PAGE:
The Mamiya Brothers

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Reviewed by   |  Apr 20, 2015

Kaori Eguni’s novel about two socially inept brothers looking for love is brought to the screen by director Yoshimitsu Morita. Spread generously over two hours, ‘The Mamiya Brothers’ is an odd mix of the gently enticing and the frustratingly ponderous.

The Mamiyas are two thirty something brothers who live together in a Tokyo apartment and wile their evenings away with their joint obsessions of baseball and board games. The eldest, Akinobu, works in a factory and longs for the attention of the cute-than-cute girl at the video shop. Younger brother Tetsunobu is a school caretaker who has fallen for one of the teachers and watches from afar as she is treated appallingly by the male colleague she loves. With new found resolve, the Mamiya brothers decide to end their isolation by organising a party and plucking up the courage to invite the aforementioned women. Remarkably both of them agree and the lives of the Mamiyas looks destined to go into an intriguing new direction.

The Otaku is again the unlikely hero in ‘The Mamiya Brothers’. That uniquely Japanese ‘geek’ and his borderline obsessive/compulsive hobbies has been a fascinating inclusion in certain rom-coms (‘Train Man’ springs instantly to mind). Instead of one otaku, ‘The Mamiya Brothers’ is two desperately unloved nerds and the first ten minutes gives a small insight into their socially-isolated world; their daily routine is shown in all its monotonous detail and sets up the brothers properly. It is then the hope that the Mamiya brothers would be fleshed-out, extended just beyond cardboard cut-out otaku so that the audience’s sympathy is maintained. Apart from a few moments of introspection, this is sadly lacking – we’re not asking for every detail to be squeezed dry of emotion, but it would be good for our heroes to develop a little bit beyond the opening ten minutes.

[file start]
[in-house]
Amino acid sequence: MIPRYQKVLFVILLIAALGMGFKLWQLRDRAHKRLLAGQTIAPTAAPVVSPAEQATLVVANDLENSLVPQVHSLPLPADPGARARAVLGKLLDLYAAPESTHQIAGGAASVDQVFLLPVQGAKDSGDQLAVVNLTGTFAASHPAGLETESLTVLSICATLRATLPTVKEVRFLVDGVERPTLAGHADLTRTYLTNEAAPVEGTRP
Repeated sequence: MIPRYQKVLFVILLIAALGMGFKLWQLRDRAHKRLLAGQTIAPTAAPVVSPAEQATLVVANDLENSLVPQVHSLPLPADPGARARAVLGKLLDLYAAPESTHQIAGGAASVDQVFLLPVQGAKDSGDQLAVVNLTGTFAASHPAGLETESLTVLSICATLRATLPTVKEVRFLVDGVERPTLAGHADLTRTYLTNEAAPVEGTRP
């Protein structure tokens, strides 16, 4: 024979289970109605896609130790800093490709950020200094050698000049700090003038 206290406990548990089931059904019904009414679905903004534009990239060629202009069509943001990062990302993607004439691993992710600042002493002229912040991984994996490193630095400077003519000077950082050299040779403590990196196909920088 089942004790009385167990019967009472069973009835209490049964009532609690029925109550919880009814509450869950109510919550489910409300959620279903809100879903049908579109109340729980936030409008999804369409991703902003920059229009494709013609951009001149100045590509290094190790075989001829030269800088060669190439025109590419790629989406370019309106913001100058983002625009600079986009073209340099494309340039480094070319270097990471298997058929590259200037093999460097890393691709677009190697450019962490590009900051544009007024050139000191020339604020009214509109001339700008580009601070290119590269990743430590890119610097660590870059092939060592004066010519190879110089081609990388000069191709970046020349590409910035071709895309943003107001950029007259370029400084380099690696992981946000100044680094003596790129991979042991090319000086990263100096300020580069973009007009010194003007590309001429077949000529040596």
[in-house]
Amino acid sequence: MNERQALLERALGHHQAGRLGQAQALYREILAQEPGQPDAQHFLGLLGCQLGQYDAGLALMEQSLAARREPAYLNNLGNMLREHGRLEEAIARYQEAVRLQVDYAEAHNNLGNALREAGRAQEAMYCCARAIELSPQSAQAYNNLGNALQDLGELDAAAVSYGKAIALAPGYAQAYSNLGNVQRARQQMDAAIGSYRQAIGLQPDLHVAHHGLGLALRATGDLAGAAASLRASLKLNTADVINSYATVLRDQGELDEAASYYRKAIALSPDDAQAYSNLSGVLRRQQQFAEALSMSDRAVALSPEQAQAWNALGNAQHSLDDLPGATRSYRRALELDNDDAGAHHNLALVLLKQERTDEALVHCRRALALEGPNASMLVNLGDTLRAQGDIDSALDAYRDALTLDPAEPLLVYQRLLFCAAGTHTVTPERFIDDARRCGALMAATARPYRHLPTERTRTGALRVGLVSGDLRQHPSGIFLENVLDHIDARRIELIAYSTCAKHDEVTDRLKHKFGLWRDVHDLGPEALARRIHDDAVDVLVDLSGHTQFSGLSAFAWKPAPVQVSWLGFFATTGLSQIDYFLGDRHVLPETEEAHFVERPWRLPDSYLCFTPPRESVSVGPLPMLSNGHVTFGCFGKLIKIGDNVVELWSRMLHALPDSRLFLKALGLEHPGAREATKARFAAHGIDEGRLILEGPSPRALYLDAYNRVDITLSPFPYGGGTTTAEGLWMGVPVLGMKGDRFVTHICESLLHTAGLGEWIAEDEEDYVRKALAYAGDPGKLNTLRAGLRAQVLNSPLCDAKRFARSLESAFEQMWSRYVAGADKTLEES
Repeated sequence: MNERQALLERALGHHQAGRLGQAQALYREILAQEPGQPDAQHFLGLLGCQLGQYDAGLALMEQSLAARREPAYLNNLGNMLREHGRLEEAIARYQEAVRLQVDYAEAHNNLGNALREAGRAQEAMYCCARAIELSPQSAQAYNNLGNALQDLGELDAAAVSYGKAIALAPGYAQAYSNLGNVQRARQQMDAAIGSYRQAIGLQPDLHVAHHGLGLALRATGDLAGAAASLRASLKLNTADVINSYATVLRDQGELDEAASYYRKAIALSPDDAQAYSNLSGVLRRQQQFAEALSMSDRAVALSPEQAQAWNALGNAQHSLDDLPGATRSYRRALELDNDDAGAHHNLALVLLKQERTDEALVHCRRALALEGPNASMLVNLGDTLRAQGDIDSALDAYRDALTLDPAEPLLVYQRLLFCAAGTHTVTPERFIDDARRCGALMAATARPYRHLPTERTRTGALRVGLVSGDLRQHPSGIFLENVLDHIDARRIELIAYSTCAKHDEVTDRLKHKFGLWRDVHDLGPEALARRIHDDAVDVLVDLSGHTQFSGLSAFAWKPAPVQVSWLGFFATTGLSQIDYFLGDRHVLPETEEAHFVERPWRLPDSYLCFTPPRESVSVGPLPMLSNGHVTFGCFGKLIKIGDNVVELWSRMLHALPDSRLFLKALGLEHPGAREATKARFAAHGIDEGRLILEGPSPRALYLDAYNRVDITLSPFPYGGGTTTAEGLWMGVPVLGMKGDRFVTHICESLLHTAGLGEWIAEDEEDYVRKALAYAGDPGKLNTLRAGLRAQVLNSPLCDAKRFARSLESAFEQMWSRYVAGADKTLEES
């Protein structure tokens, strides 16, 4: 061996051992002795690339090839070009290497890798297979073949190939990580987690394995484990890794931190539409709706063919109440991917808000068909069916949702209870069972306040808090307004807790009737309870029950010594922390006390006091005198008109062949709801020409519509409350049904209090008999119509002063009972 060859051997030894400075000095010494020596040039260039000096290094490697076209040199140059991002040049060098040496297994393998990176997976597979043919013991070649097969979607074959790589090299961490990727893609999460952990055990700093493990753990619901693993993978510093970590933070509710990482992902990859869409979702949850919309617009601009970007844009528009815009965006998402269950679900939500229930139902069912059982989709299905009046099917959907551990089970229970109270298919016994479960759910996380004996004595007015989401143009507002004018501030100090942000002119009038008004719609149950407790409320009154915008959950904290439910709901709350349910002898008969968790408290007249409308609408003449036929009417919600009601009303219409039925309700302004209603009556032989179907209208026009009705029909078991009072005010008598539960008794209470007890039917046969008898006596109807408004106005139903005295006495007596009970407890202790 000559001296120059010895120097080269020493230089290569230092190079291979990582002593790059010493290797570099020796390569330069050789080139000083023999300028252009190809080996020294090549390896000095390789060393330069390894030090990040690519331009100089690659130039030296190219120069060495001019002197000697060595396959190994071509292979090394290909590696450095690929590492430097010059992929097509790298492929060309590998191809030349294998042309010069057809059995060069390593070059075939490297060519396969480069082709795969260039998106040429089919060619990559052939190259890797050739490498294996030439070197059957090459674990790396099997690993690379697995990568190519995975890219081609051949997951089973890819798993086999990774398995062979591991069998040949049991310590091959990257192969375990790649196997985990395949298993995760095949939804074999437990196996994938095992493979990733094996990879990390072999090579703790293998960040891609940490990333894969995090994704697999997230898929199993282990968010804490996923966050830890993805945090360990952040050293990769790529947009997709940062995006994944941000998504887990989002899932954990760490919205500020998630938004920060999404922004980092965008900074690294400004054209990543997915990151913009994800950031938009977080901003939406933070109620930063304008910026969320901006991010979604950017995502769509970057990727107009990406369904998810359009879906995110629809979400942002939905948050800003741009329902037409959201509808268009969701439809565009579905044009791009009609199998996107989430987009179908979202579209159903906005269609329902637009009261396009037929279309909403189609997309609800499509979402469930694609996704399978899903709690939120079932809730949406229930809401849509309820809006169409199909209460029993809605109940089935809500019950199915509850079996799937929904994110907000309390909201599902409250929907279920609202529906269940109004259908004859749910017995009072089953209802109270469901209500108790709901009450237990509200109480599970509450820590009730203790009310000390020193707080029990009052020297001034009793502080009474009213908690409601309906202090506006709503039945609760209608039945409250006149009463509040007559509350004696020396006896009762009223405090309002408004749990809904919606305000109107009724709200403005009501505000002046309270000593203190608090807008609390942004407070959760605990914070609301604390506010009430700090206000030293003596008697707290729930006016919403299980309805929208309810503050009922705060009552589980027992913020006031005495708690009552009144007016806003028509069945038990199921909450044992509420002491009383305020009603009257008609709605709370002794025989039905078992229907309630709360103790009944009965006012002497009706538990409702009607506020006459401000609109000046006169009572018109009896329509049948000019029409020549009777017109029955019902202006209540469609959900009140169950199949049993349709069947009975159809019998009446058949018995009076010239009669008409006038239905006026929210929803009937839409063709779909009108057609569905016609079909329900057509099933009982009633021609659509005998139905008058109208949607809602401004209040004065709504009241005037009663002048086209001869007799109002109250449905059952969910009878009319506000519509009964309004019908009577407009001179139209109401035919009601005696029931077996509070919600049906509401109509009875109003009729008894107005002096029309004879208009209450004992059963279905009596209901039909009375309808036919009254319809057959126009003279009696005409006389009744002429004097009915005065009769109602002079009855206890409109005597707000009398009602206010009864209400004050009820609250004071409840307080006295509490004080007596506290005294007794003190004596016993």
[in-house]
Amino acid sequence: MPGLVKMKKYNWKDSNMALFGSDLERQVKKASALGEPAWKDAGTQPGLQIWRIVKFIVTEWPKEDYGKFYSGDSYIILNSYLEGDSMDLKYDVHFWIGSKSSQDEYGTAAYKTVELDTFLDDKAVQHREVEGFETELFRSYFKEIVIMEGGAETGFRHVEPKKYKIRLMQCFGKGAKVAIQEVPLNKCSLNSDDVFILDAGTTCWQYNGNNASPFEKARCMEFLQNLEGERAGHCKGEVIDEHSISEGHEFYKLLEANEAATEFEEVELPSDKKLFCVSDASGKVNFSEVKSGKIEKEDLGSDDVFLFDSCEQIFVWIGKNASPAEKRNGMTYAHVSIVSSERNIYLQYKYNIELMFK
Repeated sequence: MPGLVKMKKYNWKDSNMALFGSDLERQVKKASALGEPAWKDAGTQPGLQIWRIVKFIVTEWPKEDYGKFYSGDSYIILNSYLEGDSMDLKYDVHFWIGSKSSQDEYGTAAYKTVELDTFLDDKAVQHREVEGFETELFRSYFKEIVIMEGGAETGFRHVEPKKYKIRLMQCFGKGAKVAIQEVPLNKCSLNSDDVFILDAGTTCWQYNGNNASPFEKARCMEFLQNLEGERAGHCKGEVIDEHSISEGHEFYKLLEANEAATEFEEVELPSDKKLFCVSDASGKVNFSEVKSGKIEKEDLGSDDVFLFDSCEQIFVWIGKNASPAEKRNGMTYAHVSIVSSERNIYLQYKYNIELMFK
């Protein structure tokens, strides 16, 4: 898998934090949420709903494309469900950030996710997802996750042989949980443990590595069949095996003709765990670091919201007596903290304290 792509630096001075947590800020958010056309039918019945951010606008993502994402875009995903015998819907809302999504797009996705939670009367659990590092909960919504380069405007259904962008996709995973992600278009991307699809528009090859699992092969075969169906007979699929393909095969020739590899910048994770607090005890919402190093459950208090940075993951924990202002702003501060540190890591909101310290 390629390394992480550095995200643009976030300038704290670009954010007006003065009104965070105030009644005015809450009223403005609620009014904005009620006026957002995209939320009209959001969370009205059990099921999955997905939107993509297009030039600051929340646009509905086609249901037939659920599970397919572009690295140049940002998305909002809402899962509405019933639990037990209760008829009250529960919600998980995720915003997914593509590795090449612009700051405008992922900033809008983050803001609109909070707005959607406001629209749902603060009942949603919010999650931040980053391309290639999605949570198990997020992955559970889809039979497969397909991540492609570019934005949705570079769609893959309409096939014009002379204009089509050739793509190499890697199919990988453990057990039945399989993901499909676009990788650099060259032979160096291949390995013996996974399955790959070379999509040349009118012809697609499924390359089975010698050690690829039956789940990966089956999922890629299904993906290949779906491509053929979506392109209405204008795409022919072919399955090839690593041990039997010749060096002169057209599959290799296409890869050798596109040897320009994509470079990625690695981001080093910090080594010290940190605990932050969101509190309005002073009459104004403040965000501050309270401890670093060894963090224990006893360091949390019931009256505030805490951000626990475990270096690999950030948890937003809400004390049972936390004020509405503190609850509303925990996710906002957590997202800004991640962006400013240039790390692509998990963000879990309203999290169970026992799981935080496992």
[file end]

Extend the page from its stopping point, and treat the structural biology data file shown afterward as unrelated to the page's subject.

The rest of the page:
‘The Mamiya Brothers’ introduces a possible romantic sub-plot, but doesn’t really go anywhere with it. Not a crime in itself, yet increasingly frustrating as the story treads water for the next hour or so without adding much interest. The scenes of the unlikely heroes entertaining their female guests are among the funniest and warmest parts of the film. Sadly the proceeding minutes to these sequences is taken up with the uninteresting sub-plots of the two female characters. Any momentum is therefore lost: it is intended to be a very slow moving comedy, but this is practically glacial.

Despite the potential of being a great otaku rom-com and having two good actors playing the brothers, two hours worth of minor incident and low-key humour quickly outstay their welcome. The beautiful monotony of the ‘The Mamiya Brothers’ becomes just monotonous and the surface is never scratched. Despite hailing from a country whose skill at portraying the more unusual characters from society has been championed here before, this isn’t a prime example of what Japanese cinema can offer.

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